[00:55:49] Brett: so in a part that has since been edited out previously, we, we did, we did mention pop clip. Um, and I, I wanted to tell you, [00:56:00] so a lot of the pop clip extensions I’ve written, and I have a whole collection, uh, linking pop clip extensions in the show notes. Um, um, so I have a whole bunch, but a lot of them use modifier keys to provide multiple actions.

[00:56:19] Brett: Like there’s a, a critic markup, Uh, extension that gives you like insert, delete, uh, comment highlight depending on which modifier key you hold down, when you trigger it.

[00:56:32] Jeff: I didn’t realize that.

[00:56:33] Brett: But it’s too much to remember and it drives me nuts because, uh, even having one alternate action, like, uh, the numbered list, um, extension does mark down numbered list cleanup and can convert like a bullet list to a numbered list, et cetera.

[00:56:50] Brett: And if you hold down option, it gives you a bullet list instead of a number list, and it’ll convert. Um, that one’s easy enough to remember, but you get these ones with multiple [00:57:00] modifier keys. It’s impossible to remember unless you’re using 'em every day. And, um, in a recent update to pop clip I’ve forgotten the Nick, had added this thing where holding down option key, like always gave you like a preview of the text and holding down shift, copied it to the clipboard,

[00:57:22] Jeff: did not know any of this.

[00:57:24] Brett: overriding all of my custom modifier keys. So there, there’s a defaults command listed on the, on my webpage.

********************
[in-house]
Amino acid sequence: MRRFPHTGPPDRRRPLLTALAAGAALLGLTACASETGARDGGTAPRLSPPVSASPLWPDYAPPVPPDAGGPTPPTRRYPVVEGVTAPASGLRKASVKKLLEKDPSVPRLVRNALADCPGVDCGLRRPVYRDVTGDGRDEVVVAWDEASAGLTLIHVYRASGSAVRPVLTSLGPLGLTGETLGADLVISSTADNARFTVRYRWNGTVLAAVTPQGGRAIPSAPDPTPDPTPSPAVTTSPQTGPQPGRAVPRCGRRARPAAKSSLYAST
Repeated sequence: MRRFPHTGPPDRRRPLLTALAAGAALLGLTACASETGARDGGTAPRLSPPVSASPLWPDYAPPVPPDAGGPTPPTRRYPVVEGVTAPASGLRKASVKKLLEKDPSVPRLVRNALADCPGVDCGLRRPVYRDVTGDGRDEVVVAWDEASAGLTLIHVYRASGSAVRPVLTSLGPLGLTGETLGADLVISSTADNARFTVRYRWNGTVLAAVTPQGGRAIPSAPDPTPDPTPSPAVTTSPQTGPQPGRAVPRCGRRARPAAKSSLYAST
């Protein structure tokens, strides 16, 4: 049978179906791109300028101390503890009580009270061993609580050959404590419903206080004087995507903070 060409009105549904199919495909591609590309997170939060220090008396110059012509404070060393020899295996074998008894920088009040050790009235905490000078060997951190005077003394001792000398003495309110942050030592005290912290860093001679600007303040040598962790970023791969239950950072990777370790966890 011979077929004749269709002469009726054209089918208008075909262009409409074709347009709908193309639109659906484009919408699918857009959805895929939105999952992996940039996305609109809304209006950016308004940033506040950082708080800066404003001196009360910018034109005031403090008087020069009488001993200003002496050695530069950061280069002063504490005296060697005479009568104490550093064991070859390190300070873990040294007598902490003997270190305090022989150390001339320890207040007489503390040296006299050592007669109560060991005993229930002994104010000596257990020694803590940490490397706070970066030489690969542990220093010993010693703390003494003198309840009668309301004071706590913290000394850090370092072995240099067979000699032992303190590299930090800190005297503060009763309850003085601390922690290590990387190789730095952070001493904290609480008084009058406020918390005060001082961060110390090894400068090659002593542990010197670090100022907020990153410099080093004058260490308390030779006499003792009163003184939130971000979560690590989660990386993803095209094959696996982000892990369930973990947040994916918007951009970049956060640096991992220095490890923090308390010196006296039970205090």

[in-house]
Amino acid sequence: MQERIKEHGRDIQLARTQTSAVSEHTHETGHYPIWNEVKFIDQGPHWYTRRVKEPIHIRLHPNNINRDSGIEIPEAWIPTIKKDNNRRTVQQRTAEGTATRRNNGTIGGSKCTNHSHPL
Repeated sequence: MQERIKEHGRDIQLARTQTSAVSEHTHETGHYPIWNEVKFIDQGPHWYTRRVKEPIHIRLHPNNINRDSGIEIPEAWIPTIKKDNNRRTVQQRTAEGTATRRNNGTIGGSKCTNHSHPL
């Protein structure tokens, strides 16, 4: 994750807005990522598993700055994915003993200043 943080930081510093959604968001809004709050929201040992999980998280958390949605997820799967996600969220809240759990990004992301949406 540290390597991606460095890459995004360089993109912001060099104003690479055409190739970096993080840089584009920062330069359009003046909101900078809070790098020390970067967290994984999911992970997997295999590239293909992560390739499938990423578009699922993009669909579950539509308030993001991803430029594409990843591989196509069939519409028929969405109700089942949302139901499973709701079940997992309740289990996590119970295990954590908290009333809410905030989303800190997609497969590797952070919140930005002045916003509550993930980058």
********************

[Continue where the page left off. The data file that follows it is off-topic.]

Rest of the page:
[00:57:32] Brett: You can run defaults, right? And, and override these new modifier key behaviors. But the here, and here’s why I bring it up, is he has plans for, um, kind of like sub menus. So you trigger a pop clip extension, and then the bar changes to offer you. Multiple options, which to me is ideal, especially if there are

[00:57:56] Jeff: Oh my God. Totally. Yeah.

[00:57:58] Brett: way better than [00:58:00] trying to remember what modifier does what. So I’m excited to see the future of pop clip and that once, once, once that system is, finalized and out, I will definitely make pop clip a new, pick of the week here.

[00:58:13] Jeff: Love it. Love it.

[00:58:15] Brett: All right. Well, I barely missed Christina.

[00:58:20] Jeff: I missed her terribly

[00:58:21] Brett: Yeah, no, I was lying. I did too.

[00:58:24] Jeff: No, this was fun. This was

[00:58:25] Brett: She’s, she’s a, she, she brings, she brings an element to this show that, uh, definitely is it, it’s sorely lacking when she’s not here. Um, I don’t know if that’s true for me. I know it’s true for you. You bring like

[00:58:40] Jeff: for everybody.

[00:58:41] Brett: you bring like an anchor to this show that when it’s just Christina and me, things can get a little off the rails.

[00:58:48] Brett: Um, , I think when it’s just you and me, it’s, it’s got a lot. It’s, uh, it’s got some male energy to it,

[00:58:55] Jeff: Yep. Yeah. That’s bound to happen.

[00:58:59] Brett: [00:59:00] All right. Well Jeff, thanks for being here. Get some sleep.

[00:59:04] Jeff: Yeah. Get some sleep.